Messaging software is set for healthy growth but vendors still have a lot of work ahead of them to deal with the number one customer anxiety — security.
This is the conclusion of the The Radicati Group’s new study, “Messaging Software Market, 2004-2008”, which sees average annual growth rates of 8 per cent over the next three years.
Despite its popularity, the sudden rise of spam volumes, phishing scams and e-mail-based Trojans and worms in 2004 have turned messaging and e-mail into a huge critical security issue for companies.
In 2004, total messaging volume grew by 35 per cent to 76.8 billion messages per day, of which 83 per cent were to or from corporates or large organisations. Spam now accounts for 49 per cent of this traffic, or 38 billion messages per day.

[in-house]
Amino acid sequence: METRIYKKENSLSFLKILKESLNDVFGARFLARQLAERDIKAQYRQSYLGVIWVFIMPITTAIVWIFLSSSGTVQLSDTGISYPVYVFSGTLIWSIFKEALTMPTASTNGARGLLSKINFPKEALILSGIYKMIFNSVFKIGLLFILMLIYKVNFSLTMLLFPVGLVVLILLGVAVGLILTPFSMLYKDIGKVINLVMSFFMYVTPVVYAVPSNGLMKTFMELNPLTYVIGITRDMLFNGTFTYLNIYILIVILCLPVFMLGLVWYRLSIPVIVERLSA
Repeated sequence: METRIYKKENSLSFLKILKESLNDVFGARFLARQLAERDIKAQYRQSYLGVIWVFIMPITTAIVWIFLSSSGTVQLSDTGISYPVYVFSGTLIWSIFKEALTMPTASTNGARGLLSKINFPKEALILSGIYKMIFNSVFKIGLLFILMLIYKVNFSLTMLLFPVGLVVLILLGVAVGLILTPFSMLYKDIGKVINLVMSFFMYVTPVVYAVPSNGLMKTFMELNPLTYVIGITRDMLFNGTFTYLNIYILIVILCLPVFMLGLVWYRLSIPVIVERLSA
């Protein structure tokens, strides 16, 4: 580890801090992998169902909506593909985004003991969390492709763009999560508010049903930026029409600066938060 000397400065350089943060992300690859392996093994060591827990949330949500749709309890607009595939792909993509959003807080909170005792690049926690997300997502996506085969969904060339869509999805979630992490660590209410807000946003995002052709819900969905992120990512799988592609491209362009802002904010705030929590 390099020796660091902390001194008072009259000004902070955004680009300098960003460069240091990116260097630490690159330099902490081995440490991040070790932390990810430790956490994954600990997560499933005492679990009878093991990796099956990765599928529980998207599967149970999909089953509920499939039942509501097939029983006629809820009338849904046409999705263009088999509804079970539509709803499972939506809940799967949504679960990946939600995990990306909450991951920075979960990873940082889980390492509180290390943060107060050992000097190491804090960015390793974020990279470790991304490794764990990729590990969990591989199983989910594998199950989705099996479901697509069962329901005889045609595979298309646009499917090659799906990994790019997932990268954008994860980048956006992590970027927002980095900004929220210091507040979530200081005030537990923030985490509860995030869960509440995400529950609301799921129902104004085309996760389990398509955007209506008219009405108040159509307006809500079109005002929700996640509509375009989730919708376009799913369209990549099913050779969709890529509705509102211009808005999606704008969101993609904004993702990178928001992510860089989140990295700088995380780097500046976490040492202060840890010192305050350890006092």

Last year did at least see an upturn in the messaging market after a difficult 2003, with the global number of e-mail users growing 15 per cent to reach 651 million. By 2008, messaging software revenues are projected to reach US$3.6 billion from a user base of 1.6 billion mail boxes.
Key growth segments will be smaller and medium-sized companies and the rapid rise in the number of e-mail users in Asia.
IBM Corp.’s Lotus Division will see a continuing decline in its market share after a poor performance in the last 12 months, leaving Microsoft Corp. to control the market. The report summary was non-committal about the prospects for open source and independent email packages but sees this segment of the market making modest inroads into Microsoft ‘s dominance.